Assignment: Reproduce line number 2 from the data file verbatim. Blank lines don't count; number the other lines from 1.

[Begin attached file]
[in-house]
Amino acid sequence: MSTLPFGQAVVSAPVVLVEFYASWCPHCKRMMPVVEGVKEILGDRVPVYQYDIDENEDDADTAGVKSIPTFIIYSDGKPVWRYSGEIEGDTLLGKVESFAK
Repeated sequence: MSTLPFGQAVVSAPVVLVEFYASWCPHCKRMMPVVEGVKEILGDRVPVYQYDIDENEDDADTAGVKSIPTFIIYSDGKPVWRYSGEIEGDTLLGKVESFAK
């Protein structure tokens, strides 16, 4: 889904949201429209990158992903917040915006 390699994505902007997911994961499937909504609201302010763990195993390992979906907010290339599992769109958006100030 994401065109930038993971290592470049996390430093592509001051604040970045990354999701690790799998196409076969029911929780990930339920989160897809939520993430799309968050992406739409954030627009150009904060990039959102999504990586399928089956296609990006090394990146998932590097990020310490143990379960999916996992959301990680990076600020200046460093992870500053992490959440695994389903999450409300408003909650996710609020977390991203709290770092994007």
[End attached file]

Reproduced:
Amino acid sequence: MSTLPFGQAVVSAPVVLVEFYASWCPHCKRMMPVVEGVKEILGDRVPVYQYDIDENEDDADTAGVKSIPTFIIYSDGKPVWRYSGEIEGDTLLGKVESFAK